29TH CARLSBAD 5000 PROMISES SEASIDE FIREWORKS

CBAD LOGOWith Competitor Group, Inc. back in the elite athlete game, the San Diego-based event and media company has come out swinging in 2014. First they introduced their new CEO, David Abeles. Now, they’ve introduced their pro field for the 29th Carlsbad 5000.

Set to go off March 30th, the 2014 Carlsbad 500 features a showdown between three-time defending Carlsbad champion and 2012 Olympic 5000 meter silver medalist Dejen Gebremeskel of Ethiopia, and first-time CBAD entrant Bernard Lagat of the United States, the recent silver medalist in the IAAF World Indoor Track & Field Championships in Poland over 3000 meters.

WATCH LIVE WEBCAST HERE!
(pre-race show begins at 10:15 a.m. Sunday Pacific Daylight time)

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2013 CARLSBAD FOLLOW UP

Gebremeskel Three-Peats(photo courtesy, Competitor Group)

Gebremeskel Three-Peats
(photo courtesy, Competitor Group)

Since its inception in 1986 the now famous Carlsbad 5000 has built its reputation on world and U.S. road 5K records.  To date there have been 16 world records and 8 U.S. marks set on this ocean-side layout.  But while Ethiopia’s Dejen Gebremeskel won his third straight Carlsbad 5000 men’s title yesterday, his winning time of 13:20 was the slowest since countryman Terefe Maregu beat a young Mo Farah, 13:34 to 13:35, in 2008.

Thus, after yesterday’s 28th edition in the charming seaside village north of San Diego, it has now been seven years since the World’s Fastest 5K has witnessed a new open division record.   Meseret Defar ran her 14:46 women’s world record in 2006.  And that’s the newest of the marks.  Deena Kastor’s 14:54 American women’s record is now 11 years old, Sammy Kipketer’s seemingly unassailable 13-flat men’s mark is 12 years old, and it’s been 17 years since Marc Davis’s 13:24 American men’s record was set. Continue reading

VERZBICAS CONTINUES COMEBACK IN CARLSBAD

Lukas Verzbicas

Lukas Verzbicas

Carlsbad, CA –  While always a fun race to watch before the professionals take off, the men’s 20-29 age-group competition at this year’s Carlsbad 5000 was even more compelling than usual as former high school sensation Lukas Verzbicas, he of the sub-4:00 high school mile fame, was continuing his comeback from a horrific cycling accident last summer in Colorado Springs.

Long, lean and elegant as ever, Verzbicas was coming into Carlsbad after eight months of rehab and two competitions in 2012, a four-mile road race win January 19th in Sarasota, Florida, and a 22nd place finish at an Olympic-distance pro triathlon March 19th, also in Sarasota.  After settling into the Olympic Training Center in nearby Chula Vista, California for the last two months under 1984 Olympic 800-meter gold medalist Joaquim Cruz, 20 year-old Verzbicas was ready to take on a strong group of like aged men at Carlsbad over the 5K road distance. Continue reading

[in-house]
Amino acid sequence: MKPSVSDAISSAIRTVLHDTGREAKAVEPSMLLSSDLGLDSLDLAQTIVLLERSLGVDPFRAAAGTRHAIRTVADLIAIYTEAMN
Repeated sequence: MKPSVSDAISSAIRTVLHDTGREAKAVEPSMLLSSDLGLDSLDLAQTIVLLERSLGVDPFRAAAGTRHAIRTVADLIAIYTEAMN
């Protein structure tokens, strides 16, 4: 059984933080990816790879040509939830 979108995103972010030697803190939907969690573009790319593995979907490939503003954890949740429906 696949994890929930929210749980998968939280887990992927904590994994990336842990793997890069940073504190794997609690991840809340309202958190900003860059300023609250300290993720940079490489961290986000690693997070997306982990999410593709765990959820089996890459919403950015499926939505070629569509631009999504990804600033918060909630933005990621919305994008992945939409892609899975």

Q & A: DAVID TORRENCE READY FOR CARLSBAD

David Torrence, 3:52 & 13:16 PRs

David Torrence, 3:52 & 13:16 PRs

Beginning with Steve Scott’s three victories in 1986, the American presence at the Carlsbad 5000 has always been strong.  But except for Steve the only other American male champ at the World’s Fastest 5K has been Doug Padilla in 1990 (13:29).  This year the possibility of a third American win will be tempered by a cadre of East African whippets beginning with two-time defending champion and Olympic 5000m silver medalist Dejen Gebremeskel of Ethiopia. But, matchmaker Matt Turnbull has lured a trio of top U.S. milers, including Bay Area Track Club standout David Torrence, to carry the U.S. colors and hopes this Sunday April 7th.

While London Olympic 1500 meter silver medalist Leo Manzano is, understandably, the U.S. headliner, and late entrant Will Leer arrives as the reigning US indoor mile and 3000m champion, David Torrence has been training down in Mexico and will hit San Diego’s Lindbergh Field today on his way up to Carlsbad.  I e-mailed David a series of questions. Here’s that exchange: Continue reading

ANOTHER RECORD DAY AHEAD IN CARLSBAD?

CbadLogoCarlsbad, California may be a laid back beach community most of the year, but each April the idyllic seaside village turns into a laboratory of speed with the coming of the Carlsbad 5000.   Since its inception in 1986, the self-anointed World’s Fastest 5K has more than lived up to its billing. Home to both the current men’s (13:00) and women’s (14:46) 5K road world records, and site of the top 18 performances ever for men, and seven of the top 10 times for women, Carlsbad is an ever-tested proving ground.  Continue reading

FELIX LIMO’S “HOUSE OF UGALI”

Felix Limo Winning London 2006

Felix Limo Winning London 2006

     The night after the 2000 Carlsbad 5000 a number of athletes, Elite Racing staffers and friends had gathered at the Red Sea Ethiopian Restaurant in San Diego’s City Heights neighborhood for a post-race celebration and send-off dinner.

The day before, America’s Deena Drossin had set a new American road 5Km record off her 15:08 win in the women’s race.  But the headline of the day belonged to Kenya’s Sammy Kipketer, who had destroyed the men’s field — and the eight year-old world record — with his sub-4:00 first mile, 13:00 torching of the famed, seaside course.

C’BAD 2000 comes to mind today because Kenya’s Felix Limo, who finished fifth in that year’s Carlsbad race, has announced his retirement from competitive racing at age 32.  After a marvelous career that peaked in 2004 with his pair of 2:06 wins at the Rotterdam and Berlin Marathons, Felix is now headed for stage two of his life.

Limo’s comet-like career was cut from classic Kenyan cloth, at once the fastest marathoner of 2004 (2:06:14, Rotterdam) and a subsequent winner in Chicago 2005 and London 2006, he then fell quickly back to earth when a chronic back problem began to limit his training in subsequent years.  And now, rather than continuing to compete at a level below that which he once knew, the Kalenjin tribesman has decided to unlace his racing flats once and for all.